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The Panaracer GravelKing will take some beating on rough roads in this whopping 38mm size. We've already reviewed both the 26mm and the 32mm versions of these tyres and this pothole-conquering, gravel-busting 38mm version in Nile Blue is just as impressive. It's light for a 38mm at 337g, is very easy to set up tubeless and comes in restrained black as well as blue, green and ivory. What more could you want?
First up, this colour is not subtle. Nile Blue turns out to be Teal or Kingfisher Blue with Toffee Brown side walls that coincidentally match my brown Surly Cross-Check perfectly – but you might not be quite so lucky. In which case, good old fashioned black/black or black/tan are available as well.
Secondly, these tyres need a lot of space. They are listed as 38mm but when fitted to some new wider rimed Halo Evaura wheels, they came up to closer to 40 (39.52mm) so make sure your frame can take them before taking the plunge.
Setting them up tubeless proved about as simple as you could hope for. The front tyre went up on the first attempt with an Airshot can and stayed up without sealant overnight, and although the rear needed sealant to hold (that's the idea anyway) both have stayed up for the duration of the test period using Stan's Race sealant.
I figured I'd use this fast-acting sealant, which is capable of plugging bigger holes than the standard option, as I was expecting rough conditions over the winter, but I needn't have worried – or if they have punctured I've not noticed it. So it's a win-win.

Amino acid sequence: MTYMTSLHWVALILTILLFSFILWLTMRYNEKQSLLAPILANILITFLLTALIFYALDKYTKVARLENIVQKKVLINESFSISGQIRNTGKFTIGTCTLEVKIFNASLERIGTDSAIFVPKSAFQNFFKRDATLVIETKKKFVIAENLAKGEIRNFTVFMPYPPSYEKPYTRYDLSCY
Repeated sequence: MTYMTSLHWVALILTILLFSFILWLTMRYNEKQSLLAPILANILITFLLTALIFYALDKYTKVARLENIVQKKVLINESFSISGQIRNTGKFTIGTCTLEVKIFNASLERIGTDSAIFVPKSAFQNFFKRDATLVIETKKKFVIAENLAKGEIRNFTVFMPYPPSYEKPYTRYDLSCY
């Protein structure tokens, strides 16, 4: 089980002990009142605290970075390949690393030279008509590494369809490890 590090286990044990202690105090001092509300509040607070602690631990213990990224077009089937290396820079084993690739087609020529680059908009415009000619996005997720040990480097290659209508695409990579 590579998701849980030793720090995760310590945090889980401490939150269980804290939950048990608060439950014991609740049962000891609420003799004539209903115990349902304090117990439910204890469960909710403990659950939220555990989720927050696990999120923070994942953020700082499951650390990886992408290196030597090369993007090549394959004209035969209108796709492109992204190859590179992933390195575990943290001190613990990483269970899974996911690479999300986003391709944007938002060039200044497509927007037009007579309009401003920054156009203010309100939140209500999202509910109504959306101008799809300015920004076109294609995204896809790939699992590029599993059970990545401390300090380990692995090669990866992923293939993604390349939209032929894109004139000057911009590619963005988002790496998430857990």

Panaracer lists the maximum pressure at 60psi, which is about the most you'd want in a tyre this large. Running them at 50 or under most of the time gave me a supple, comfortable ride and no discernible reduction in rolling speed. It also meant that they coped well with the terrible state of Wiltshire's roads.
One section out of my village is appalling, with the whole top surface broken into loose stones floating on top of the very rough sublayer. On any other road bike this section is horrific and jars your teeth, and you risk riding a long way out from your usual position to avoid it. I was shocked recently when I attempted it on a 28mm road tyre at 90psi – It was almost unrideable – but with the GravelKings you're able to keep the hammer down and plough through. Few actual gravel roads are quite this terrible, so it's a good test of any tyre.
'Off-road' they perform admirably as long as you are not expecting them to grip in wet, slippery mud. They work well on a wide range of mixed surfaces and only spun out when I bit off more than I could chew uphill on a wet, muddy track that proved too much for both the bike and me.
They might be called GravelKing but I take that to mean 'US GravelKing', referring to the hundreds of thousands of miles of cindered roads that the US is lucky enough to have – not 'UK gravel' where we tend to use the term to encompass anything non-tarmac that can be attempted on a drop bar bike. I suspect for most users, the horrific state of many of our UK roads will be more than enough to lead them to Panaracer's gates, and on such surfaces they excel. Using them along the canal towpath, mixed with gravel tracks and farm lanes, I've found the GravelKings to be an excellent, comfortable multi-surface tyre.
Blasting into work on the road has proved both quick and comfortable with no drag issues, which you would normally expect for such wide tyres. I cannot say whether they were faster or slower than the 32mm version Dave tested, but I can confirm that I clocked some of my faster times in and out of work so they certainly didn't hold me back.
Downhill, their 38mm width, Zero Slip Grip (ZSG) natural compound and lower pressures provide an instant confidence boost, holding their line perfectly to the bottom of off-camber, nasty loose surface descents around Bath.
Uphill they performed brilliantly on most surfaces, gripping well up my favourite steep climbs, be they rutted or just plain broken tarmac. Only on the slippery tarmac caused by farm vehicle slime did they require an adjustment of my position to stop them spinning, but I suspect nothing else would have made much difference short of a full-on mountain bike tyre.